Phillip Monk
Vanguard, February 1984

Locations is an idea whose time has come and gone . In its own proper time, its concept could be questioned. Now when no one respects the original concept and context in a new economy of art, it should be rigorously criticized to find what is left of its critique of the gallery/commodity system. Or it should be interred as an historical genre, abandoned to the ruins of its intervention and photographic documentation. On this occasion of Locations, its form is denied while its currency is played upon. Whether the Toronto Locations indicates a shift from site specific work to public art, it is the former that has set the terms for what is exterior to the gallery. Placing gallery art outside does not make it public.

This is the first Locations/National, uniting locality to a chain of artists-run spaces from sea to sea, joining the specific to a notion of communication, as if site-specificity has not become contradictory enough here. It is the third Locations exhibition for Mercer Union, as site specificity was an extension of its early post minimalist direction. The work here is distant from any notion of site-specificity. It is located in name only, in the sense that one needs a map to get there; the work does not come out of the site.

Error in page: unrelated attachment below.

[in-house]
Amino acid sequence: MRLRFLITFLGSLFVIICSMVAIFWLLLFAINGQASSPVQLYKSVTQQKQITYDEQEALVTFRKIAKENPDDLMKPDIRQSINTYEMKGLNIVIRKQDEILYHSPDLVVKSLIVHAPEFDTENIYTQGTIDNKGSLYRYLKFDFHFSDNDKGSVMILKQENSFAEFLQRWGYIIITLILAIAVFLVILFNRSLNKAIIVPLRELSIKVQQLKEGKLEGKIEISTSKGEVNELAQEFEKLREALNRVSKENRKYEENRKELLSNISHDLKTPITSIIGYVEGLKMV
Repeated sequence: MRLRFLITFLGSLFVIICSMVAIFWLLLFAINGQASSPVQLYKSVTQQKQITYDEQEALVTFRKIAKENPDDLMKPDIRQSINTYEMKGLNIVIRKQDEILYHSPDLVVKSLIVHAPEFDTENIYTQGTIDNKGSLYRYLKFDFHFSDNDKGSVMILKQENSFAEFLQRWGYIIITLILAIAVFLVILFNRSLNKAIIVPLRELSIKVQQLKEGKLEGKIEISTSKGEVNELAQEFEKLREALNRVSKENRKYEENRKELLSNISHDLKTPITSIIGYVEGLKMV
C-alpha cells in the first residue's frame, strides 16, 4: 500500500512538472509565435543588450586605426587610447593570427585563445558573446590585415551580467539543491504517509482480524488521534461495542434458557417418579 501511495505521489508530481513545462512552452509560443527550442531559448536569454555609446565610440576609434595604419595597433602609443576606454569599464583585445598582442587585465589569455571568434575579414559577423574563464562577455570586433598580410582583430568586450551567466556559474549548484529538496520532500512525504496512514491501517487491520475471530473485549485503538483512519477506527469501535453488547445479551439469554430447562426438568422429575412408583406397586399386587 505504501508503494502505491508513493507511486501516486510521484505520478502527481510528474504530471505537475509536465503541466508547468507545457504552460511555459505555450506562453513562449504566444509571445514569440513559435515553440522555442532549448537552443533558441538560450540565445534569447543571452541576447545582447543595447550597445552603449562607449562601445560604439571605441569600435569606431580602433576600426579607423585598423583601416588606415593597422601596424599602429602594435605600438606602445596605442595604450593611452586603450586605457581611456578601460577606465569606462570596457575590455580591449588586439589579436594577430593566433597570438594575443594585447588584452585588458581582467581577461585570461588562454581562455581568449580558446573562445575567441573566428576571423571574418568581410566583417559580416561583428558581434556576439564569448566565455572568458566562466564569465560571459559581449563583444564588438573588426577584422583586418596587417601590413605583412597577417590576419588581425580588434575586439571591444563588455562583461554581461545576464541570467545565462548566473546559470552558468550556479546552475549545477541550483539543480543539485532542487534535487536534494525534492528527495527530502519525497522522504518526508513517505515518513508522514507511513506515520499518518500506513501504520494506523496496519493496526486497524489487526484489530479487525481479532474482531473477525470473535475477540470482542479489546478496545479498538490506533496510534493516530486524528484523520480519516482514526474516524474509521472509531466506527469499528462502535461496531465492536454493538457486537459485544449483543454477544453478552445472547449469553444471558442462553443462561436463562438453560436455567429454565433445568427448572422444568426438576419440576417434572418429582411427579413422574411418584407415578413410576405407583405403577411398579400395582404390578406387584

The work in fact does not distance itself from the gallery at all, however far from it it might be. Inside and outside are blurred; the work outside the gallery is not only documented inside, it is addended by similar pieces. This only proves that the work outside could as easily have been shown inside. In denying the conventions of site specificity, the work also denies its own gallery conventions. It assumes that art can be located anywhere (its context does not have to be marked); that in a return to the image and figure it can communicate without conventions. This is its democratic gesture to the people. What constitutes public art? None of the work addresses that question and cannot under the conditions of art production it has accepted.